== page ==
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Andy Behrens

7-on-7: Colts dominate Manning Bowl II with ground assault

Andy Behrens
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Last year, the Indianapolis Colts finished 31st in the NFL in rush attempts (22.9 per game) and dead-last in rushing yardage (80.9 YPG). The team's running game hasn't averaged 4.0 yards per carry since 2006. A week ago, in the Colts' season-opening loss at Houston, they gained just 44 net yards rushing.

Whatever else you think of the Indianapolis offense, understand that it has not featured a competent ground game in recent years. But on Sunday night in Manning Bowl II, the Colts dominated the Giants with a ground-based attack, delivering their highest single-game team rushing total since 2007 (160 yards).

This is noteworthy in fantasy circles because the stats didn't belong exclusively to Joseph Addai(notes). Sure, the veteran led the team in both carries and yards (20-92), but second-year back Donald Brown(notes) was in heavy rotation, too. Brown gained 69 yards on 16 carries, he added one reception for 19 yards, and he reached the end zone at the conclusion of the Colts' opening drive. He had 10 of his carries in the first-half, so don't think he was just piling up numbers at the end of a blowout.

Brown is currently available in 64 percent of Yahoo! leagues, perhaps because the fantasy industry keeps referring to him as a "handcuff." That term really has no positive connotation. (In practice, the handcuff RB is your first drop of the season). Even if you're a longtime Addai loyalist, you need to recognize that Brown is at the very least a handcuff with benefits. Brown was a first-round selection in 2009; Addai will be a free agent in 2011. You can't reasonably expect Brown's role to diminish as the season unfolds.

Of course we're still talking about a very small team rushing workload, and Addai is still atop the hierarchy. No one's saying that Brown is an every-week fantasy starter at the moment. But in Week 2, he took a significant step toward achieving such status. If you're an Addai owner, Brown is clearly more than a nuisance.

According to a tweet out of Jersey, running back Brandon Jacobs(notes) "will meet with Giants management today and ask to be traded." Nice timing here, what with Jacobs' value being at an all-time high. By now, you've no doubt heard about Jacobs' in-game helmet incident. Jacobs had just four carries for eight yards on Sunday night, and he was benched for ineffectiveness and/or errant equipment tossing. He's a 264-pound back who seems to think he's Darren Sproles(notes). Bet the trade partners are lining up already.

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Rookie receiver Demaryius Thomas(notes) made his NFL debut on Sunday afternoon against Seattle, and it couldn't have gone much better. The 6-foot-3 wideout hauled in eight catches on nine targets, and he finished with 97 yards and a late TD. It sounds as if his opponents were impressed:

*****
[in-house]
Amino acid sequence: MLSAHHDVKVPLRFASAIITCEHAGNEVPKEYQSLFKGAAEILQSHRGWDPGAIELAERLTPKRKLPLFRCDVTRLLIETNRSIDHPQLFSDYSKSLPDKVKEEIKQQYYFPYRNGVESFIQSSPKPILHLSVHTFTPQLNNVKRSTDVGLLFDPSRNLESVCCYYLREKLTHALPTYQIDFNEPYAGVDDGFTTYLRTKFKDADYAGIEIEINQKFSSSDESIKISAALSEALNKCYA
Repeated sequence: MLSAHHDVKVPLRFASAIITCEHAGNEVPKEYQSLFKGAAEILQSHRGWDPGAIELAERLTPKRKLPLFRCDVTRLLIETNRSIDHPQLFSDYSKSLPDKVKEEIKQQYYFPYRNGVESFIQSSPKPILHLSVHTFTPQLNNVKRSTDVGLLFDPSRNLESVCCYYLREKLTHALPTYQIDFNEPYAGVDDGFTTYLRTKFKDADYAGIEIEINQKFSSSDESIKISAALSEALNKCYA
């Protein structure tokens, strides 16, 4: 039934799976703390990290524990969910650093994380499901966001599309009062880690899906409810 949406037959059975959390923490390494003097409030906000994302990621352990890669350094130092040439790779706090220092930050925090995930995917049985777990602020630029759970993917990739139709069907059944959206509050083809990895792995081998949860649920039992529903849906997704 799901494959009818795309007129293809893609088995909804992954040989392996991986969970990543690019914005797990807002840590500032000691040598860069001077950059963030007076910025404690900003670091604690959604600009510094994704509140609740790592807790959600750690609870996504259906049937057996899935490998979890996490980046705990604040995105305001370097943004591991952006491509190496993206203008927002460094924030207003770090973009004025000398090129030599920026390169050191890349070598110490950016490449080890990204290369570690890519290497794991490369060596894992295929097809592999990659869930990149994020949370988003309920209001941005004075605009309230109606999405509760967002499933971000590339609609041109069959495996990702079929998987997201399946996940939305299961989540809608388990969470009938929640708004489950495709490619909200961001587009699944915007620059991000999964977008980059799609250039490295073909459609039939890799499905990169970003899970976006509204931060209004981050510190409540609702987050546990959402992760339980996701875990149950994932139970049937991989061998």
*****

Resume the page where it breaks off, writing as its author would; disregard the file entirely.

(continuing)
"We thought he would (play)," Seahawks cornerback Marcus Trufant(notes) said. "But at the same time, you are going up against him blind. He's a big- time athlete. With his size, he presents matchup problems. He came out and did some good things."

Thomas has been dealing with a foot injury for as long anyone can remember, but he certainly looked healthy in Week 2. He's an obvious waiver add right now. The Broncos drafted him early because they think he can deliver a decent Brandon Marshall(notes) impression on Sundays, without being a high-maintenance player Monday-Saturday. This is a potential star, and he was better than advertised in his first appearance. Make the add. Denver hosts Indianapolis in Week 3, and you might recall that Marshall had a pretty fair game against the Colts last year.

Michael Turner's(notes) groin injury is not believed to be significant, according to Atlanta head coach Mike Smith(notes). Jason Snelling(notes) was outstanding in Turner's absence on Sunday, rushing for 129 yards, catching five passes for 57, and crossing the goal line three times. Even if the Burner is back to full strength by Week 4, Snelling gets a value bump. Jerious Norwood(notes) was carted off with a knee injury early in Atlanta's win over Arizona.

Early reports suggest that Ryan Mathews'(notes) right ankle injury is minor, which is obviously a huge relief to those who invested an early pick in the rookie back. Mathews reportedly wanted to return to action in San Diego's Week 2 win over Jacksonville, but Norv was thinking long-term:

"Whether he could've or couldn't have returned, I wasn't comfortable having him return," coach Norv Turner said. "Depending on the severity of it, I don't want an injury that might be a one-week injury turn into a six-week injury."

The rough news for Mathews owners is that Mike Tolbert(notes), a 243-pound punisher, gained 82 yards on 16 carries against the Jaguars, and he scored a pair of short-yardage TDs. Tolbert appears to be Plan A at the goal line.

When Andre Johnson(notes) limped off the field late in the third quarter on Sunday, it seemed like the Texans were finished. But AJ went to the locker room, had his injured right ankle taped heavily, then jogged back to the sideline. In the final minutes of the fourth quarter, he caught the game-tying touchdown on a jump ball. It sounds like he's going to be just fine, but an MRI has been scheduled just to survey the damage.

Dennis Dixon's(notes) knee injury doesn't seem to be too serious, but we likely won't know who will get the start at quarterback at Tampa until later in the week. Here's the scoop on Dixon, via the Pittsburgh Post Gazette: "Dixon will have more tests, but it did not appear to be seriously injured and Tomlin said he could have used him if necessary to hand off in the second half."


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